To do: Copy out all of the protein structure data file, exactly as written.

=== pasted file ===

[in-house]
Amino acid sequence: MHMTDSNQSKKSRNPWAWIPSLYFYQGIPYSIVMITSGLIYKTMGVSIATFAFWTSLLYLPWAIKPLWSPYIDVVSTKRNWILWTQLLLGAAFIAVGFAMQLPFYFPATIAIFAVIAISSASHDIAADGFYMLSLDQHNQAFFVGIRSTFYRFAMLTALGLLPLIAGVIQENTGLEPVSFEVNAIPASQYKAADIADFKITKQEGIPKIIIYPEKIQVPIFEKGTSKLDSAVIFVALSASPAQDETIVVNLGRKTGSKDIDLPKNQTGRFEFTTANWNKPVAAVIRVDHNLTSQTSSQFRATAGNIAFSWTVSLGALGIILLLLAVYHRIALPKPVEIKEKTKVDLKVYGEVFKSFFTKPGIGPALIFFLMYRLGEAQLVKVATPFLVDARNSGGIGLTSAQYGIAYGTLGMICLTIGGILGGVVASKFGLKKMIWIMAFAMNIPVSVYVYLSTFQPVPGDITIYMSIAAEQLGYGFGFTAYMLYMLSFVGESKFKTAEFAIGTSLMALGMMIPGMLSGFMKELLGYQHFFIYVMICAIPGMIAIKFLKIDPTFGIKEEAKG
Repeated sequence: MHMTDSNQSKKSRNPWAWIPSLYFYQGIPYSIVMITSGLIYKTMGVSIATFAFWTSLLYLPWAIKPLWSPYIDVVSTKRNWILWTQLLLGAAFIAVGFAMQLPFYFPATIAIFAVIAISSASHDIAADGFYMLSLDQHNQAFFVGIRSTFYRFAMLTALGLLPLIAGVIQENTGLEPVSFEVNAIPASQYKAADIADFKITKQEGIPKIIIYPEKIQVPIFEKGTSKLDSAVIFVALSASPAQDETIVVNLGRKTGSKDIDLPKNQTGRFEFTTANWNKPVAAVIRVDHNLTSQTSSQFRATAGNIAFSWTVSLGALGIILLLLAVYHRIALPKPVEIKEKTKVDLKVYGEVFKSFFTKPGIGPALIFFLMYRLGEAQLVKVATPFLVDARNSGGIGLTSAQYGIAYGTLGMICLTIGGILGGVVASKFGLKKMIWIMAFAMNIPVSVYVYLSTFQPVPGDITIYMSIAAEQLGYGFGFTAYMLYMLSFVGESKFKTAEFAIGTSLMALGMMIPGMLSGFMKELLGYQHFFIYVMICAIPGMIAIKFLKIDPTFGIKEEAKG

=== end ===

[in-house]
Amino acid sequence: MHMTDSNQSKKSRNPWAWIPSLYFYQGIPYSIVMITSGLIYKTMGVSIATFAFWTSLLYLPWAIKPLWSPYIDVVSTKRNWILWTQLLLGAAFIAVGFAMQLPFYFPATIAIFAVIAISSASHDIAADGFYMLSLDQHNQAFFVGIRSTFYRFAMLTALGLLPLIAGVIQENTGLEPVSFEVNAIPASQYKAADIADFKITKQEGIPKIIIYPEKIQVPIFEKGTSKLDSAVIFVALSASPAQDETIVVNLGRKTGSKDIDLPKNQTGRFEFTTANWNKPVAAVIRVDHNLTSQTSSQFRATAGNIAFSWTVSLGALGIILLLLAVYHRIALPKPVEIKEKTKVDLKVYGEVFKSFFTKPGIGPALIFFLMYRLGEAQLVKVATPFLVDARNSGGIGLTSAQYGIAYGTLGMICLTIGGILGGVVASKFGLKKMIWIMAFAMNIPVSVYVYLSTFQPVPGDITIYMSIAAEQLGYGFGFTAYMLYMLSFVGESKFKTAEFAIGTSLMALGMMIPGMLSGFMKELLGYQHFFIYVMICAIPGMIAIKFLKIDPTFGIKEEAKG
Repeated sequence: MHMTDSNQSKKSRNPWAWIPSLYFYQGIPYSIVMITSGLIYKTMGVSIATFAFWTSLLYLPWAIKPLWSPYIDVVSTKRNWILWTQLLLGAAFIAVGFAMQLPFYFPATIAIFAVIAISSASHDIAADGFYMLSLDQHNQAFFVGIRSTFYRFAMLTALGLLPLIAGVIQENTGLEPVSFEVNAIPASQYKAADIADFKITKQEGIPKIIIYPEKIQVPIFEKGTSKLDSAVIFVALSASPAQDETIVVNLGRKTGSKDIDLPKNQTGRFEFTTANWNKPVAAVIRVDHNLTSQTSSQFRATAGNIAFSWTVSLGALGIILLLLAVYHRIALPKPVEIKEKTKVDLKVYGEVFKSFFTKPGIGPALIFFLMYRLGEAQLVKVATPFLVDARNSGGIGLTSAQYGIAYGTLGMICLTIGGILGGVVASKFGLKKMIWIMAFAMNIPVSVYVYLSTFQPVPGDITIYMSIAAEQLGYGFGFTAYMLYMLSFVGESKFKTAEFAIGTSLMALGMMIPGMLSGFMKELLGYQHFFIYVMICAIPGMIAIKFLKIDPTFGIKEEAKG